FBI describes IT improvement

The FBI has been working hard to upgrade its outdated and highly criticized information technology systems, and still has much to do, FBI Director Robert Mueller told lawmakers today.

"Over the years, we have failed to develop a sufficient capacity to collect, store, search, retrieve, analyze and share information," Mueller testified at a Senate Judiciary Committee hearing about the war against terrorism. "The FBI has embarked on a comprehensive overhaul and revitalization of our information technology infrastructure."

Mueller said the bureau has made progress during the past 18 months and has laid the groundwork for the years ahead.

Among the FBI's IT initiatives is the $458 million Trilogy modernization program, which was designed as a three-year project to upgrade the bureau's infrastructure. The project has seen several cost overruns and has been criticized as being poorly managed.

However, in his written testimony, Mueller called Trilogy "the first step in the right direction" for the agency's modernization, noting that the infrastructure enhancements needed to support the system, such as workstations and network upgrades, are in place. He said officials expect that the full upgrade, including encryption devices and servers, will be completed by the end of this year.

Mueller, echoed by Homeland Security Department Secretary Tom Ridge and Justice Department Attorney General John Ashcroft, told lawmakers that sharing information among agencies is an important part of the war on terrorism.

The USA Patriot Act enacted in October 2001 allowed for more sharing among law enforcement and intelligence officials. It also allowed officials to implement new guidelines for the Foreign Intelligence Surveillance Act (FISA), a law passed in 1978 requiring officials to demonstrate probable cause before conducting electronic surveillance for intelligence purposes. Reforms have been made since then to ensure proper management of the systems, including a FISA unit under the FBI. "This unit is developing and implementing an automated FISA management system, and it oversees the expeditious distribution of FISA court orders and warrants to the appropriate field offices, telecommunication carriers, Internet service providers and other specified persons," Mueller said.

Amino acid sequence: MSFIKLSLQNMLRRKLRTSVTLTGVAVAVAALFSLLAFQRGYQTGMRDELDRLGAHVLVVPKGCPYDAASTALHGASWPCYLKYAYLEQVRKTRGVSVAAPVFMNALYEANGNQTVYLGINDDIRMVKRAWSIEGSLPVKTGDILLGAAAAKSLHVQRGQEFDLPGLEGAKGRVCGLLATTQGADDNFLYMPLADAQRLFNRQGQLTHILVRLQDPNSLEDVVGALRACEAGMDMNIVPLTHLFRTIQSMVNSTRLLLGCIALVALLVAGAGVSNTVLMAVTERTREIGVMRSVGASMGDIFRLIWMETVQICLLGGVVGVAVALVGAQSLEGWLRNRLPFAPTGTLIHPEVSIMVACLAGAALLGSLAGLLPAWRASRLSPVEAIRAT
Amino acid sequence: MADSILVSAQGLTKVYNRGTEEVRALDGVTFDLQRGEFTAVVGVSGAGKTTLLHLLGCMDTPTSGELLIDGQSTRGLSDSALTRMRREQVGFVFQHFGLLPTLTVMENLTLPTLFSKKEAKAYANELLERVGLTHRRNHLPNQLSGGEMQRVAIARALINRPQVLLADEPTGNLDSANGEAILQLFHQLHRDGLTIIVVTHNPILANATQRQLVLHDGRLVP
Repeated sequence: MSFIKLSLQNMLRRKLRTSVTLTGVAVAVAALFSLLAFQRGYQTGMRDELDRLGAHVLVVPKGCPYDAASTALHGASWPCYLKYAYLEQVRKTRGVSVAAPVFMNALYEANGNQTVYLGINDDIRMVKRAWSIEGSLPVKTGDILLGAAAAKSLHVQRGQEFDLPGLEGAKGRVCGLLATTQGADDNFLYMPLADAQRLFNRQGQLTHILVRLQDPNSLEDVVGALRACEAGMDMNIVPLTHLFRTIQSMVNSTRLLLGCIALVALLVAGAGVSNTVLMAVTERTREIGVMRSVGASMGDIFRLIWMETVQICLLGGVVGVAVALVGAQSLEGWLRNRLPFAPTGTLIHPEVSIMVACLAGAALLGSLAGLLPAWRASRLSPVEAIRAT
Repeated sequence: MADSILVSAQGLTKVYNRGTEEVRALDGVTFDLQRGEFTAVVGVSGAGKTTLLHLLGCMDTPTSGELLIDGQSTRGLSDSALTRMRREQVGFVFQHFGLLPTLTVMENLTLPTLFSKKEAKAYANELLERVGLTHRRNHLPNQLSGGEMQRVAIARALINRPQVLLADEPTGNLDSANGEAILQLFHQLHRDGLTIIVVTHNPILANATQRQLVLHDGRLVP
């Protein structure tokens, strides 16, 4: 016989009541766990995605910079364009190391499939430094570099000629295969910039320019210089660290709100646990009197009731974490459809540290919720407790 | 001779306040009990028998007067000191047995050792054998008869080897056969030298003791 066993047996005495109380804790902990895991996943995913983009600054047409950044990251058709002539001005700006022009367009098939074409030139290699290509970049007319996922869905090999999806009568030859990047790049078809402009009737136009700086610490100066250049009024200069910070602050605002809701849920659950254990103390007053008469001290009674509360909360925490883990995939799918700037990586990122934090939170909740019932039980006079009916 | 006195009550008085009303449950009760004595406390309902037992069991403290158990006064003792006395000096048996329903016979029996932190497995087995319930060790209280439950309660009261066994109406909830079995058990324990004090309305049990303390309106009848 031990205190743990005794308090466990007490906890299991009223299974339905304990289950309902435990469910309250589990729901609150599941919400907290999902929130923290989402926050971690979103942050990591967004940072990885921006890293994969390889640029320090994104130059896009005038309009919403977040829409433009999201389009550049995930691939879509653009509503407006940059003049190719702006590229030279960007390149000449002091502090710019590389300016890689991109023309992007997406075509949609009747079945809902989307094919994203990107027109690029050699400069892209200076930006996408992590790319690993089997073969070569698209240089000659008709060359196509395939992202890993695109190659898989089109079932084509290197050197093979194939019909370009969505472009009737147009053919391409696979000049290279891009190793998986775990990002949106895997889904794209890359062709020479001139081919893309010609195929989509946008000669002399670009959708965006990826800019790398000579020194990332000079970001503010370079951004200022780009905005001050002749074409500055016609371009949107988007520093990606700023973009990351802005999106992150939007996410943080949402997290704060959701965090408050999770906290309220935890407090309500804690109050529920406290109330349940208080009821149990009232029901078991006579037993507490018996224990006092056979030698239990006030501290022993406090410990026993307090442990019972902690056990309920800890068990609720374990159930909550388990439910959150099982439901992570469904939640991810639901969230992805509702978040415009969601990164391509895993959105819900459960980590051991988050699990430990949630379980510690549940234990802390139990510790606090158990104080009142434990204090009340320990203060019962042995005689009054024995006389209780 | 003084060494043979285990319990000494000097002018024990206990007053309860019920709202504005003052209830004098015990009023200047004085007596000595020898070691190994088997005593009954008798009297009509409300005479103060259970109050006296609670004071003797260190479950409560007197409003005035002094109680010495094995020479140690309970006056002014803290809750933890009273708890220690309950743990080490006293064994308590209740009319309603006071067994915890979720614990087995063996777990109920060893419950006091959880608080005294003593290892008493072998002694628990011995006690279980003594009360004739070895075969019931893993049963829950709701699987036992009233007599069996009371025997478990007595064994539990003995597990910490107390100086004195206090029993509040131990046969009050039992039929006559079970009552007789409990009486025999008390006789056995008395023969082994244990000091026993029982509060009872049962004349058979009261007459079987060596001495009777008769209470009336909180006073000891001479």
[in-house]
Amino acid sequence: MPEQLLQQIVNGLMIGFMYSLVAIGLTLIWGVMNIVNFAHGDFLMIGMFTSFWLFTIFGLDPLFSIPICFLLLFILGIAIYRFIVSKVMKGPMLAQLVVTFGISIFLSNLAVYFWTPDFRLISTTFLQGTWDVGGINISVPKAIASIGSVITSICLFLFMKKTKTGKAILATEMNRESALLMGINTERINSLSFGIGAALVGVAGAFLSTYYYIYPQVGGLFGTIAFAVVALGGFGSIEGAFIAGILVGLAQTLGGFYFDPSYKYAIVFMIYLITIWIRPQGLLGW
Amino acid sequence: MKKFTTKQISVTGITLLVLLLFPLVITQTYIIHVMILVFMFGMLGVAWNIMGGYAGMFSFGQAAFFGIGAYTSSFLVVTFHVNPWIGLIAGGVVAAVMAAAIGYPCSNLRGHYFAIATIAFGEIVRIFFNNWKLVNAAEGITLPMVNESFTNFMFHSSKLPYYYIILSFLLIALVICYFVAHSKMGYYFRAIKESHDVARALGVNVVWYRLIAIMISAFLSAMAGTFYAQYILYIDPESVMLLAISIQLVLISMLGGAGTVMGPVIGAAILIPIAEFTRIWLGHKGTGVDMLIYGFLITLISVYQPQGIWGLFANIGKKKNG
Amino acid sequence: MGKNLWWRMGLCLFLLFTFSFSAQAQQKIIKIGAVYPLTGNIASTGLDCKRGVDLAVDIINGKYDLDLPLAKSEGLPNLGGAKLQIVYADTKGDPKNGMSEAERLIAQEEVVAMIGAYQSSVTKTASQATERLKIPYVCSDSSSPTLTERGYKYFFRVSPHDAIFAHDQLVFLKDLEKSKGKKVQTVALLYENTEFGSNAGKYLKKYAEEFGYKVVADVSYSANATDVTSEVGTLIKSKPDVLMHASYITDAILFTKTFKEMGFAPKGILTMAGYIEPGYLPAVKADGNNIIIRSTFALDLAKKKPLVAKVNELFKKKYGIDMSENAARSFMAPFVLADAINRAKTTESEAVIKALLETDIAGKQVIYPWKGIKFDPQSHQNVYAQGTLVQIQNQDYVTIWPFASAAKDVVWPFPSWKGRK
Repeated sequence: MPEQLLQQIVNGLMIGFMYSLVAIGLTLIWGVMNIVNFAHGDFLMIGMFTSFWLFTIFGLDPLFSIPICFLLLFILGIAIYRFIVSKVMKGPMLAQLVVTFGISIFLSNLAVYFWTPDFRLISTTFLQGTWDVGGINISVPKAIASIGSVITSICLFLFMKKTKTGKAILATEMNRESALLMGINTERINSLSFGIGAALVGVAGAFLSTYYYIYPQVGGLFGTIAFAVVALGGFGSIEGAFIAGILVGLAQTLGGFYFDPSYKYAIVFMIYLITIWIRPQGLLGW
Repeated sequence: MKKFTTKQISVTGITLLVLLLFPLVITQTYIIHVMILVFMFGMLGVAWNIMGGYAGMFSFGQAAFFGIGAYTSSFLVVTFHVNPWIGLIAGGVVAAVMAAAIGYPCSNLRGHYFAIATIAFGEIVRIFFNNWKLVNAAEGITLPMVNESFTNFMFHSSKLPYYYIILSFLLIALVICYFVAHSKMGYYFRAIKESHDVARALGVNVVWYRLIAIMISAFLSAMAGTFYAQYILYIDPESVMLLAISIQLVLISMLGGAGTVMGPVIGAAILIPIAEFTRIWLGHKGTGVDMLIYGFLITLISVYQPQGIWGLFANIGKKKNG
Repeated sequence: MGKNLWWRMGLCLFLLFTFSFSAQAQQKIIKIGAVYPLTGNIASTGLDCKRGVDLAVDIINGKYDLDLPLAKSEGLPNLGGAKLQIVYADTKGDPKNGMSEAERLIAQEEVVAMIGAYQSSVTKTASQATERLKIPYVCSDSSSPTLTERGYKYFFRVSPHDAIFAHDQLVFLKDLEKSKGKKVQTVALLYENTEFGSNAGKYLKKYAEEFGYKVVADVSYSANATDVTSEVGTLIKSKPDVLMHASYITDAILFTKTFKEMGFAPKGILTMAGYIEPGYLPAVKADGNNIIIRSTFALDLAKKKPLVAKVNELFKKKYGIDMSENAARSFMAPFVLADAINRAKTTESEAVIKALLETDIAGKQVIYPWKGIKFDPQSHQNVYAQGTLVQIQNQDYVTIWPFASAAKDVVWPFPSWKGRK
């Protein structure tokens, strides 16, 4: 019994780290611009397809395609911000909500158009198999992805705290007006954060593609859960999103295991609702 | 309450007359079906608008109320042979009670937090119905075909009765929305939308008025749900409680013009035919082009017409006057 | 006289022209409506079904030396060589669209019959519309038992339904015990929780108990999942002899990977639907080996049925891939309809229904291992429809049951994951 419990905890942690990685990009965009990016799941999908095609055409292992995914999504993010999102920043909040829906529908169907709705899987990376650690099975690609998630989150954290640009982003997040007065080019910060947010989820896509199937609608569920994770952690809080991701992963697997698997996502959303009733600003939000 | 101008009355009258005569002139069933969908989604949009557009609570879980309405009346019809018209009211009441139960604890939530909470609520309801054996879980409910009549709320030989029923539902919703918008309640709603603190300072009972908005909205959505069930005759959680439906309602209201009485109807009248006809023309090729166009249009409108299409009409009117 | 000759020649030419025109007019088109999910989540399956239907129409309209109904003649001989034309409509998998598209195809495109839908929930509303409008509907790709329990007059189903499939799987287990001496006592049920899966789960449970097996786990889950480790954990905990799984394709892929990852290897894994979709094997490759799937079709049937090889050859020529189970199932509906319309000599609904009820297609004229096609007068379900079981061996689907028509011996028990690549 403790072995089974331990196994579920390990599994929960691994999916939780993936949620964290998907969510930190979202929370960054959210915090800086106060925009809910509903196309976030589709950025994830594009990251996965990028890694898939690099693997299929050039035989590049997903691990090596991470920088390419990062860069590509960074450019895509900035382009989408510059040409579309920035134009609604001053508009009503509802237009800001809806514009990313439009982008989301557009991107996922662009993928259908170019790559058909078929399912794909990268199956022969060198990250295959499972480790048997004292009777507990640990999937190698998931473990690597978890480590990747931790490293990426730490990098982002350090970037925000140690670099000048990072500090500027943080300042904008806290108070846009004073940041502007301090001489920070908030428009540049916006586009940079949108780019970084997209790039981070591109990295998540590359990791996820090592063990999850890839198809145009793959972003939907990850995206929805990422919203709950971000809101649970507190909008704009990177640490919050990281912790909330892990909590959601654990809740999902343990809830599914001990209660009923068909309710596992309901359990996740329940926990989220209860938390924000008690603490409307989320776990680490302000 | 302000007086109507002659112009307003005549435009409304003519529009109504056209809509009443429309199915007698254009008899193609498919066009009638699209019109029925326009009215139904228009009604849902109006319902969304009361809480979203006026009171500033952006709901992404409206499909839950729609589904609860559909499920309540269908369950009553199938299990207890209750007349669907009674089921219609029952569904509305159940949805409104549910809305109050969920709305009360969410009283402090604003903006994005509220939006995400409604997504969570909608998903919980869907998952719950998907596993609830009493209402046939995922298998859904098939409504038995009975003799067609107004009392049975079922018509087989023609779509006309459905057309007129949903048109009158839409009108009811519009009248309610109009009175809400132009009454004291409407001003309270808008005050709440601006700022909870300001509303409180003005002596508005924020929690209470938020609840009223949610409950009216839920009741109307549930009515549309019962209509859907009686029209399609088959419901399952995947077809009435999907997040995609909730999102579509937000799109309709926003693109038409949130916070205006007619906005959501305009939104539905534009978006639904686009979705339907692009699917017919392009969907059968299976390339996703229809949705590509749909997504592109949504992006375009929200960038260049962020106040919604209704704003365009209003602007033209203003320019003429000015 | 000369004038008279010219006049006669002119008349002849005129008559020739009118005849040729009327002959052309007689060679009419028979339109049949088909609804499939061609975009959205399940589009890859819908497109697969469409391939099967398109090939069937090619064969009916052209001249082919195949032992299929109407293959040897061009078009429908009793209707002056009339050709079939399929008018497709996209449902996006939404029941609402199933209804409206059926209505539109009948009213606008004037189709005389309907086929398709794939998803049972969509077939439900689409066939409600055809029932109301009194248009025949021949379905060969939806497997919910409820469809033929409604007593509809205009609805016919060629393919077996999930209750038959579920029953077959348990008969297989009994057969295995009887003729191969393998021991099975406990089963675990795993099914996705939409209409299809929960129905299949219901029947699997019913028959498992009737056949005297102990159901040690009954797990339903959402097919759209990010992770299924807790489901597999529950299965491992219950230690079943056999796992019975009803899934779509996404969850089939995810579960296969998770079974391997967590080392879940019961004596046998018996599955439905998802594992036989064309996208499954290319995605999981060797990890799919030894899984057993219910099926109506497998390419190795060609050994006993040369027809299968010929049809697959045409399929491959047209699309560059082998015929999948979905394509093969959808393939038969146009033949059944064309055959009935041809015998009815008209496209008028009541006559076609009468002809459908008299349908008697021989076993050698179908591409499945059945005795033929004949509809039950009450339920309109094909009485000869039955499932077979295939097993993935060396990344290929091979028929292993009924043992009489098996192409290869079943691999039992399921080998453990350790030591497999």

Ashcroft said the United States was winning the war on terrorism in part due to sharing vital counterterrorism information.

"The Central Intelligence Agency and the Federal Bureau of Investigation have set new standards for cooperation and coordination," he said. "The FBI's domestic intelligence operations are substantially strengthened by the CIA's information sharing, intelligence analysis and operation coordination."


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